Serve America Act Anniversary Event
As she wrote on the White House blog the other day, Domestic Policy Council Director Melody Barnes gave the opening remarks at a luncheon recognizing the one year Anniversary of the Serve America Act. We have included her full remarks below.
The White House
Remarks by Melody Barnes on the One Year Anniversary of the Serve America Act
April 21, 2010
W Hotel - Washington, DC
12:30 PM EDT
Good afternoon everyone.
Thank you Cokie for that kind introduction and for helping us start this exciting day. Thanks to America Forward, ServiceNation and Voices for National Service for your collaboration and leadership, as well as bringing us together today.
It’s my pleasure to share this stage with so many who have dedicated their careers to both serving their communities and expanding the opportunities available for others to serve —the Honorable Harris Wofford who has been a guiding star for us all; the wonderful Senator Jeanne Shaheen; our new Corporation for National and Community Service CEO Patrick Corvington; my friend Vicki Kennedy; and service leaders John Podesta, Shirley Sagawa, and Kerry Sullivan.
It’s certainly not news to any of you that our nation is facing challenges that we haven’t seen in many generations, and at this moment your leadership and commitment has never been more crucial. For 15 months, President Obama has been hard at work steering our economy away from the brink of depression, and fighting to strengthen our communities by sparking job creation, reforming our health insurance system, opening the door to higher education for millions of students, and laying the groundwork for long-term prosperity. But we know government can’t do this alone – if there ever was one, this is an “all hands on deck” moment, and that’s why the President has called on every American to commit to meaningful volunteer service in their daily lives. National service and innovation – or community solutions, as we call it – are critical tools to addressing our Nation’s biggest challenges.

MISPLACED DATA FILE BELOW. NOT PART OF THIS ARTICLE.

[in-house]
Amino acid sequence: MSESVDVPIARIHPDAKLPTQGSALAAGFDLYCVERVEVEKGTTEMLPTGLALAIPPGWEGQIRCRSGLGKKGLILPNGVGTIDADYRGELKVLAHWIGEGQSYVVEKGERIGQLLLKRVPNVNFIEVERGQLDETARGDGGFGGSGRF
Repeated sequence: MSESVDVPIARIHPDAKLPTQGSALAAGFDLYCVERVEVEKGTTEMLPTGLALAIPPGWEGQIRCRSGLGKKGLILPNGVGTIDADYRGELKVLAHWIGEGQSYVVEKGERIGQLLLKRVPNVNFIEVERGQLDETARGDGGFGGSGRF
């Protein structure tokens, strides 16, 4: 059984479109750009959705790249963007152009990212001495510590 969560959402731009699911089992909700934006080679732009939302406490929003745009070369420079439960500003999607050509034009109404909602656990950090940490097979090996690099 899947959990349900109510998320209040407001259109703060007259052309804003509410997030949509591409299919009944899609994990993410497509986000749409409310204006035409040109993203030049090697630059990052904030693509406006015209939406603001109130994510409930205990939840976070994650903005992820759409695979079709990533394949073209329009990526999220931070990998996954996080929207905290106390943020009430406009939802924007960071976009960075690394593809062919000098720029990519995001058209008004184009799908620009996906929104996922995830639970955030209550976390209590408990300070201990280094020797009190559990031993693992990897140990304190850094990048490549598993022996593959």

The good news is that millions of Americans have stepped up to the plate, and I feel particularly optimistic about the future when I look at all the service-minded leaders gathered in this room. As leaders of some of the top community service programs across the country, your organizations are on the front lines of our economic crisis, our health care crisis, our housing crisis, you name it. You’ve answered the call to serve at a time when your country needs you the most. You’ve found innovative ways to help your neighbors and improve your communities. And you are helping realize the President’s vision for a service-driven citizenry. Thank YOU for your work.
But we need to do more. We need more troops in our service Army, and that’s why the President supported and signed, one year ago today, the bipartisan Edward M. Kennedy Serve America Act – to triple the size of AmeriCorps by 2017 and build a new generation of service leaders. In the Senate, the bill was championed by Orrin Hatch and Ted Kennedy who knew that the future of service was too important to be bogged down in ideological differences and political battles. It’s when we come together with a shared vision and common purpose that great strides forward can be made.
And already, we’ve seen results that would make Senator Kennedy proud as people across the country answer the call to serve.